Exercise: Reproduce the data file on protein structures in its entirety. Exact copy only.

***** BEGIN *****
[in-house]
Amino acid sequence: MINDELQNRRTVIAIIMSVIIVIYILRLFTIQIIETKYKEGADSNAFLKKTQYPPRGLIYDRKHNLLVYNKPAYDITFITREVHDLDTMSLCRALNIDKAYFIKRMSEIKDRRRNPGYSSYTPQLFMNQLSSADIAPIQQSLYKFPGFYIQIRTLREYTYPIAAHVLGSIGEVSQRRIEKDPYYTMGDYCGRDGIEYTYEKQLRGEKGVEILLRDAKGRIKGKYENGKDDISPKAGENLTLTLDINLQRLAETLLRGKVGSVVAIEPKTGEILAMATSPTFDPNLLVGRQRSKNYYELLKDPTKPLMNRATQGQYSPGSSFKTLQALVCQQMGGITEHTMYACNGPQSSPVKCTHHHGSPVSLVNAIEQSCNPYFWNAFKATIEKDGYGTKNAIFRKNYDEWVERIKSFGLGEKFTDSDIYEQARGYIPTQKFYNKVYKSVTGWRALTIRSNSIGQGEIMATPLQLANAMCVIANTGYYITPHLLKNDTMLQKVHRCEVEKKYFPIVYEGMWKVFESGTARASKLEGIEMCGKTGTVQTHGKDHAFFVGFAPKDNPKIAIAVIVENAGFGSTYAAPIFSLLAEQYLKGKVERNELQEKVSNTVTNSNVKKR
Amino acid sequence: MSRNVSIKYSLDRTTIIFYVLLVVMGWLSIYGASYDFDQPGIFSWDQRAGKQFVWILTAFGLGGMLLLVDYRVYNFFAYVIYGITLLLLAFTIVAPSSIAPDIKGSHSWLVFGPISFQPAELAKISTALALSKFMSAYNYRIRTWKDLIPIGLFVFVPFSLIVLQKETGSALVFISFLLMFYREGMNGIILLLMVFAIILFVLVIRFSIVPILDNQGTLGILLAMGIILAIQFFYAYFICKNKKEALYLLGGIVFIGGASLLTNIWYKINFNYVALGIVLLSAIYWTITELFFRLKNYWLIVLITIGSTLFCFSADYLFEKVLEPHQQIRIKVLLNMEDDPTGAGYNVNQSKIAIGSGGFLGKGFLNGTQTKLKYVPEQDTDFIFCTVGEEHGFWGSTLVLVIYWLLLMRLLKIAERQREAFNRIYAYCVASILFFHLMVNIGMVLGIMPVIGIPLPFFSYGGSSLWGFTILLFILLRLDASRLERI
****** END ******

[in-house]
Amino acid sequence: MINDELQNRRTVIAIIMSVIIVIYILRLFTIQIIETKYKEGADSNAFLKKTQYPPRGLIYDRKHNLLVYNKPAYDITFITREVHDLDTMSLCRALNIDKAYFIKRMSEIKDRRRNPGYSSYTPQLFMNQLSSADIAPIQQSLYKFPGFYIQIRTLREYTYPIAAHVLGSIGEVSQRRIEKDPYYTMGDYCGRDGIEYTYEKQLRGEKGVEILLRDAKGRIKGKYENGKDDISPKAGENLTLTLDINLQRLAETLLRGKVGSVVAIEPKTGEILAMATSPTFDPNLLVGRQRSKNYYELLKDPTKPLMNRATQGQYSPGSSFKTLQALVCQQMGGITEHTMYACNGPQSSPVKCTHHHGSPVSLVNAIEQSCNPYFWNAFKATIEKDGYGTKNAIFRKNYDEWVERIKSFGLGEKFTDSDIYEQARGYIPTQKFYNKVYKSVTGWRALTIRSNSIGQGEIMATPLQLANAMCVIANTGYYITPHLLKNDTMLQKVHRCEVEKKYFPIVYEGMWKVFESGTARASKLEGIEMCGKTGTVQTHGKDHAFFVGFAPKDNPKIAIAVIVENAGFGSTYAAPIFSLLAEQYLKGKVERNELQEKVSNTVTNSNVKKR
Amino acid sequence: MSRNVSIKYSLDRTTIIFYVLLVVMGWLSIYGASYDFDQPGIFSWDQRAGKQFVWILTAFGLGGMLLLVDYRVYNFFAYVIYGITLLLLAFTIVAPSSIAPDIKGSHSWLVFGPISFQPAELAKISTALALSKFMSAYNYRIRTWKDLIPIGLFVFVPFSLIVLQKETGSALVFISFLLMFYREGMNGIILLLMVFAIILFVLVIRFSIVPILDNQGTLGILLAMGIILAIQFFYAYFICKNKKEALYLLGGIVFIGGASLLTNIWYKINFNYVALGIVLLSAIYWTITELFFRLKNYWLIVLITIGSTLFCFSADYLFEKVLEPHQQIRIKVLLNMEDDPTGAGYNVNQSKIAIGSGGFLGKGFLNGTQTKLKYVPEQDTDFIFCTVGEEHGFWGSTLVLVIYWLLLMRLLKIAERQREAFNRIYAYCVASILFFHLMVNIGMVLGIMPVIGIPLPFFSYGGSSLWGFTILLFILLRLDASRLERI